Thursday, October 7, 2010

Tea Olives and My Mom

Mom and I
As I walked in my neighborhood last night, I noticed the distinctive fragrance of tea olives. I first remember that smell from fall nine years ago. In the evenings, I used to drop my daughter off for gymnastics practice at a gym located in a park near our home, then I’d walk through the tea-olive- filled park to the nursing home to see my mother. I visited her several times a day. She was so sick, dying of cancer. Each evening, I’d move from the intoxicating smell of the tea olives to the nursing home smell, which was not necessarily bad, but different.

My mother didn’t want to be there. She wanted to be home. Home hadn’t been an option for her in quite a while with so many difficult health issues. I felt helpless in the face of a cruel disease that was slowly stealing her life. I’d just sit by her bedside praying, her moments of lucidness becoming fewer and fewer.

On a Saturday night in early October, as I was preparing to go to bed, I dropped to my knees and asked God to heal her or take her to be with him. Her pain seemed excruciating, her quality of life so diminished. I put her in His hands, and got into an empty bed, because my husband, a pastor, was out of state for a few days preaching at a family camp.

I went in to see Mom early Sunday morning and found her unusually alert. I asked if she wanted some applesauce and was surprised when she nodded her head. She’d eaten so little lately. I fed her the sauce and sat down. Then she did something so bizarre. She began to look up to the ceiling all around the room. I couldn’t understand what she was seeing. I got up to check if there was a spider or bug crawling along the top of the wall. I kept saying, “Mom, what is it? What are you looking at?” Unable to speak because of a stroke, she just continued the wide eyed staring at what I couldn’t understand. A friend came in; we visited a little longer, then my friend and I prepared to leave for church.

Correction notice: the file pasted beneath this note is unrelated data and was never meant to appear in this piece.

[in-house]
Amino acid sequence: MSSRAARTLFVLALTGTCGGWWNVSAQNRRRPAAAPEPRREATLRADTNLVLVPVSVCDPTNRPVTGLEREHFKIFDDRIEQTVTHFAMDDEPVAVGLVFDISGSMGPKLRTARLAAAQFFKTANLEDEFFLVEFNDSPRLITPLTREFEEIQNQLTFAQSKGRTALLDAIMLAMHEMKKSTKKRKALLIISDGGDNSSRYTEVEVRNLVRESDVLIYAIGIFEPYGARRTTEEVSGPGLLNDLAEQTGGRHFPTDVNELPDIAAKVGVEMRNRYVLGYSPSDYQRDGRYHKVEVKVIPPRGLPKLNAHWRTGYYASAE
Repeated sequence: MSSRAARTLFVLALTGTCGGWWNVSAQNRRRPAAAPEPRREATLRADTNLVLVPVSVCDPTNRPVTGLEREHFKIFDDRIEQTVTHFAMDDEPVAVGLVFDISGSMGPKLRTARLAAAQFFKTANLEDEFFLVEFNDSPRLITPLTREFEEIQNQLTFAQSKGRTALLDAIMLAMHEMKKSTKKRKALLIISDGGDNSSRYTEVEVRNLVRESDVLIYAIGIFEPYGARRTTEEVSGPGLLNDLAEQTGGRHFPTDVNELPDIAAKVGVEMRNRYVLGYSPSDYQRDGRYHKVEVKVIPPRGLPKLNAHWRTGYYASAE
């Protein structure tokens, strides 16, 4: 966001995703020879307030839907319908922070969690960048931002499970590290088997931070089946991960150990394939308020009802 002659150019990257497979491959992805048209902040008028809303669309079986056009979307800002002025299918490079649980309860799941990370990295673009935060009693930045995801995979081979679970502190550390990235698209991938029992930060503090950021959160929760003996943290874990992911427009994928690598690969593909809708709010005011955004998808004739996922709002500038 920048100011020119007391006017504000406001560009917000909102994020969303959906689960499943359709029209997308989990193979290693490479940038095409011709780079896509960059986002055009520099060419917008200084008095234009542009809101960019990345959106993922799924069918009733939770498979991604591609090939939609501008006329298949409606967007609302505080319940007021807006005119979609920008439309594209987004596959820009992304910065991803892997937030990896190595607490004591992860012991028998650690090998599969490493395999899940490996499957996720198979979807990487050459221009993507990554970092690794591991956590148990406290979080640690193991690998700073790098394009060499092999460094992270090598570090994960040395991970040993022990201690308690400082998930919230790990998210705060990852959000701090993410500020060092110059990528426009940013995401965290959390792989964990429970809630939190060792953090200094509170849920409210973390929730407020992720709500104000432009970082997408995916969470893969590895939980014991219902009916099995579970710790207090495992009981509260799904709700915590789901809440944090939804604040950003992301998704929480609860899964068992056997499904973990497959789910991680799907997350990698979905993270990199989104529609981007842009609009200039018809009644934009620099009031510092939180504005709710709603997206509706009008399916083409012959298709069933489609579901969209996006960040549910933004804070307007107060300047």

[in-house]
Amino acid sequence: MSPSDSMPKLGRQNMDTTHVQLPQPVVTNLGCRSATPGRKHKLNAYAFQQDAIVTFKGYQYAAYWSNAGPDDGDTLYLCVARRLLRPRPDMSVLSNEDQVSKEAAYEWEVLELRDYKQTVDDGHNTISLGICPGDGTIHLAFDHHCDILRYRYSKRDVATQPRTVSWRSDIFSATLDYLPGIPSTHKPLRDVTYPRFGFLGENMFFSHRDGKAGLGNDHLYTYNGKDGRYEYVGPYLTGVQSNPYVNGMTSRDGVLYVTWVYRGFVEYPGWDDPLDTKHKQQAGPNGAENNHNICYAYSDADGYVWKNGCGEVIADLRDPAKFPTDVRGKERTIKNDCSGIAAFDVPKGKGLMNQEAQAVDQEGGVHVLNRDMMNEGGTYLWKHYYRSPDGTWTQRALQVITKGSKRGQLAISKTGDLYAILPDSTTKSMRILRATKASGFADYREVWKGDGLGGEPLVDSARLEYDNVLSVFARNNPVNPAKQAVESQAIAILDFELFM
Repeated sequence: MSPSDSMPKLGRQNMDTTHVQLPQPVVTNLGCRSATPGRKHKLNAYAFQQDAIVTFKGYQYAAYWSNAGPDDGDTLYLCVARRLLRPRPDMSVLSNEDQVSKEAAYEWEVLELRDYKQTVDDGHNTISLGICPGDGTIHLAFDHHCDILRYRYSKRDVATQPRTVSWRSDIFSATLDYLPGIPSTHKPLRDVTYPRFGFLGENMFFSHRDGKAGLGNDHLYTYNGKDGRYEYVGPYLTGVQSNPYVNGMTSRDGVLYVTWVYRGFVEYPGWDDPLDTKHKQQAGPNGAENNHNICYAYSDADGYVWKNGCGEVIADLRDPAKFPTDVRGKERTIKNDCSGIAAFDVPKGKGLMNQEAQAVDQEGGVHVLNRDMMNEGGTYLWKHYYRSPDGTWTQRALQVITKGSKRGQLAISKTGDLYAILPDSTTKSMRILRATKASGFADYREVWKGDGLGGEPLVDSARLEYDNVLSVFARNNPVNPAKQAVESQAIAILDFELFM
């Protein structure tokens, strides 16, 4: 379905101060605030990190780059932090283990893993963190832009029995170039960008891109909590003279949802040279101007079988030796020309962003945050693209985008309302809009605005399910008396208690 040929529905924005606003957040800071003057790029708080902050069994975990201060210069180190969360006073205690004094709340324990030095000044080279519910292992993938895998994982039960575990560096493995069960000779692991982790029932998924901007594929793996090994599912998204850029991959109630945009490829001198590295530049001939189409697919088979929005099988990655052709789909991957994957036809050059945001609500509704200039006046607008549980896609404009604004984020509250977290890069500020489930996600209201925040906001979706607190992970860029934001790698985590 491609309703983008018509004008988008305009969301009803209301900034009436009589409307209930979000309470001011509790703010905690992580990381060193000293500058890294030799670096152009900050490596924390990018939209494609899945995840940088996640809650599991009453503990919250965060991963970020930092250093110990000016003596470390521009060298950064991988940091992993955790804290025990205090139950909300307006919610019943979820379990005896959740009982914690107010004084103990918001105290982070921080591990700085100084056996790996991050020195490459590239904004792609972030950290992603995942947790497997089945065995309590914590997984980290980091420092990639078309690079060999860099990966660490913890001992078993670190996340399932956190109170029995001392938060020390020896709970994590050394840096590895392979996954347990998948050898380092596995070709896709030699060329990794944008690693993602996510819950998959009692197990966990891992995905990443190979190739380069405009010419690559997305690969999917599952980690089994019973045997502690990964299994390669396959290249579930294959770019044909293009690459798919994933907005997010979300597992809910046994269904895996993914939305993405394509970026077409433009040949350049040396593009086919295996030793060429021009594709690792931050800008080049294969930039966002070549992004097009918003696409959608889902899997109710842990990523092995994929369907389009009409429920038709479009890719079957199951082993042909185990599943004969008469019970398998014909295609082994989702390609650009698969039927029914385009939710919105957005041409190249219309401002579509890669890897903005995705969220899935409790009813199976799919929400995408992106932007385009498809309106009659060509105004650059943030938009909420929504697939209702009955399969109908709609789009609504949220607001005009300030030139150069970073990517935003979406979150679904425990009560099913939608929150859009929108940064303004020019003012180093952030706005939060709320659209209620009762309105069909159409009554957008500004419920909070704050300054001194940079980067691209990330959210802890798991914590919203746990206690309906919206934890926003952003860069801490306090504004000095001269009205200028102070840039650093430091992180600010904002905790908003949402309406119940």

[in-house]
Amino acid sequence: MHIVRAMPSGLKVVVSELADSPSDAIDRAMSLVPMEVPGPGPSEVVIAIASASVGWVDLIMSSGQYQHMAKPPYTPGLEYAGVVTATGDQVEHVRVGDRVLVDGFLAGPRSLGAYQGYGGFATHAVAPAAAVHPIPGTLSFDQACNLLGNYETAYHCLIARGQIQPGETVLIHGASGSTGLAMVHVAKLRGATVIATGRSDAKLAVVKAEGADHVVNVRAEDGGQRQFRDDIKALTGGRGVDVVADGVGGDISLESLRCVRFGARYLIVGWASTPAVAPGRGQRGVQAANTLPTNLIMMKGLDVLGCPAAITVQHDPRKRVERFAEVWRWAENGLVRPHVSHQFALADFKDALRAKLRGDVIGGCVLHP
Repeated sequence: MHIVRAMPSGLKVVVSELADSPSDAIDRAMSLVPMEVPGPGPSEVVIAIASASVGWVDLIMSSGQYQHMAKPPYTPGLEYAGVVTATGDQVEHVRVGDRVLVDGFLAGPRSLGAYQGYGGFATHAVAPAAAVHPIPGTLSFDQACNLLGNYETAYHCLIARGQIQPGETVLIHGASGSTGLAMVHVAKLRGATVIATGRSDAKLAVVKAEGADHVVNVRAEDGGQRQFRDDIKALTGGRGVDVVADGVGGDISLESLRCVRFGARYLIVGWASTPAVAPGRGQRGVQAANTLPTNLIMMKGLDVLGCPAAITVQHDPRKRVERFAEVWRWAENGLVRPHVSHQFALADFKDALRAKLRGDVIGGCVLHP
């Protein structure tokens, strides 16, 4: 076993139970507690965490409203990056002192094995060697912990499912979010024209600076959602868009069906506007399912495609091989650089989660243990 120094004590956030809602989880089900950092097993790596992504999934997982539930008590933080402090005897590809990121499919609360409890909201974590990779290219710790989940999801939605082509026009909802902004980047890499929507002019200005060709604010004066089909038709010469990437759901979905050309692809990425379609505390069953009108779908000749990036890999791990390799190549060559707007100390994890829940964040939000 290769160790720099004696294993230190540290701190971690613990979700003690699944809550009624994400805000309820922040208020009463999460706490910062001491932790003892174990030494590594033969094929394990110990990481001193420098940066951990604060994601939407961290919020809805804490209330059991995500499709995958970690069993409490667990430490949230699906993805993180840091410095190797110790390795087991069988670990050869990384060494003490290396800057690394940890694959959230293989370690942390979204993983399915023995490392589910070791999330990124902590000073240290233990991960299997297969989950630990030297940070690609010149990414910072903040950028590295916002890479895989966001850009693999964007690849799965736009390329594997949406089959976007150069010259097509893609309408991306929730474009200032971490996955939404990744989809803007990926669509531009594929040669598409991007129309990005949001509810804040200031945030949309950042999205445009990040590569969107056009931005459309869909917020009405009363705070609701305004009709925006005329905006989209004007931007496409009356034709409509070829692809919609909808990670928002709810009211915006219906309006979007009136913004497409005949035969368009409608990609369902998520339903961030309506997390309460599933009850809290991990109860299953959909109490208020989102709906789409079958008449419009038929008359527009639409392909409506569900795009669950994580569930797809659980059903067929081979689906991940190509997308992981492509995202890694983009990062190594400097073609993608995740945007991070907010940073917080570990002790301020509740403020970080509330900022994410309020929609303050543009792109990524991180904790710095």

“I’ll see you a little later,” I told Mom. Mom briefly acknowledged me with her eyes, and then resumed her intense study of the room’s periphery. What in this world was she looking at? I thought as I walked to my car.

A good friend was filling in for my husband at church that morning and concluded his sermon by saying, “There are some things you can’t fix, but when God fixes them, they stay fixed.”

As his words lingered in my brain, I left with my children after church to have lunch, and almost pulled into the nursing home on the way, but the children were very hungry. We’d just finished lunch when my cell phone rang. It was the hospice representative calling to say my mother had just died.

There were things about my mother most people didn’t know--difficult private battles which she’d fought with great courage. Now all those terrible battles were over. I knew then the last time I’d been in her room, she hadn’t been looking at anything in this world. She’d been staring at angels--a room full of them that’d been sent to accompany her into the presence of the Living God.

Paul wrote in II Timothy 4:18 of his confidence that the Lord “…will bring me safely to his heavenly kingdom.” My experience with my mother on the day she died cemented my confidence in God’s promise of heaven as nothing else ever has.

Today, October seventh, is nine years to the day my mom made that trip to heaven. I’ll go walking again tonight and catch the scent of the tea olives, but I’m just wondering if maybe in some way they are the smell of heaven itself for me. And my friend was right, I couldn’t fix my mother’s situation, but God has fixed it for all eternity.

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